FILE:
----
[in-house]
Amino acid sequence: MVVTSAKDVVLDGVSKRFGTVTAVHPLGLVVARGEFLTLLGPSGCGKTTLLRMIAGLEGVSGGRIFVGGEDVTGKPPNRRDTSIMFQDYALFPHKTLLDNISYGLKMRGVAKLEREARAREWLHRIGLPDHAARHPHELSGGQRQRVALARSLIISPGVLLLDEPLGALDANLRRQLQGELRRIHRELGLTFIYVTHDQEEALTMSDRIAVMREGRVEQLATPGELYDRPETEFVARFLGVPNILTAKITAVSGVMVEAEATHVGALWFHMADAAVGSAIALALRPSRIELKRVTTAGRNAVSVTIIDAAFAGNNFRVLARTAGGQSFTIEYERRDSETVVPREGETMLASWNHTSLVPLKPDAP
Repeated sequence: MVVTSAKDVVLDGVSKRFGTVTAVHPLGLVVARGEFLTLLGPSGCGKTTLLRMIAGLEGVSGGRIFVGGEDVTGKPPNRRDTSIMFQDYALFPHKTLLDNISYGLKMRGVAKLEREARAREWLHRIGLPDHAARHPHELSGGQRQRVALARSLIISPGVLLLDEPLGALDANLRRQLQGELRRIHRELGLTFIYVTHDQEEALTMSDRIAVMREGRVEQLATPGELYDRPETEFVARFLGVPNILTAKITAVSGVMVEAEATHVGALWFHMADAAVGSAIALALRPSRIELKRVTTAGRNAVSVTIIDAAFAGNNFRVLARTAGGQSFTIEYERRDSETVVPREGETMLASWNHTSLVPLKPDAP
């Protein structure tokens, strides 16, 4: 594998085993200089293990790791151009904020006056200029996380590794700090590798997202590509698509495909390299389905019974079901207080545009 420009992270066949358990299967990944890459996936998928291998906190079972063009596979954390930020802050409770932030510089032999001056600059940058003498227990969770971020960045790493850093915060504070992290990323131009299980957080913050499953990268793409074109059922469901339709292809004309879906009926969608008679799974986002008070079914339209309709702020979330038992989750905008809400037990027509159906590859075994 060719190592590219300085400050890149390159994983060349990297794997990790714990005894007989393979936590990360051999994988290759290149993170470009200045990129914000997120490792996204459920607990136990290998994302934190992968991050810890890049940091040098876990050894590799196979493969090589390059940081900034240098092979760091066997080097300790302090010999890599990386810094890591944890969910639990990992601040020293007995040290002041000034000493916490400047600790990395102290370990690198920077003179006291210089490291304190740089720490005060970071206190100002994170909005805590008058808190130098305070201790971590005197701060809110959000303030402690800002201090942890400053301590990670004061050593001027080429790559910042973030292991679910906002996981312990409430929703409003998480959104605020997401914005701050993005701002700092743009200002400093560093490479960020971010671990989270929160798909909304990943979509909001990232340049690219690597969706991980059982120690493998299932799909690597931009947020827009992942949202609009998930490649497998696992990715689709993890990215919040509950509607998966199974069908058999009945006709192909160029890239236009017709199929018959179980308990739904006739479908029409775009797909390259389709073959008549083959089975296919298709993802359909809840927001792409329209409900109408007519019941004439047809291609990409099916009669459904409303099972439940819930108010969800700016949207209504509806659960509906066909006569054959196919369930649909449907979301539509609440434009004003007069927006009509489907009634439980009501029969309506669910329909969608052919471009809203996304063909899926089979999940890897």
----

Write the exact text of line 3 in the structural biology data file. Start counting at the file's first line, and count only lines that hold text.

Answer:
Repeated sequence: MVVTSAKDVVLDGVSKRFGTVTAVHPLGLVVARGEFLTLLGPSGCGKTTLLRMIAGLEGVSGGRIFVGGEDVTGKPPNRRDTSIMFQDYALFPHKTLLDNISYGLKMRGVAKLEREARAREWLHRIGLPDHAARHPHELSGGQRQRVALARSLIISPGVLLLDEPLGALDANLRRQLQGELRRIHRELGLTFIYVTHDQEEALTMSDRIAVMREGRVEQLATPGELYDRPETEFVARFLGVPNILTAKITAVSGVMVEAEATHVGALWFHMADAAVGSAIALALRPSRIELKRVTTAGRNAVSVTIIDAAFAGNNFRVLARTAGGQSFTIEYERRDSETVVPREGETMLASWNHTSLVPLKPDAP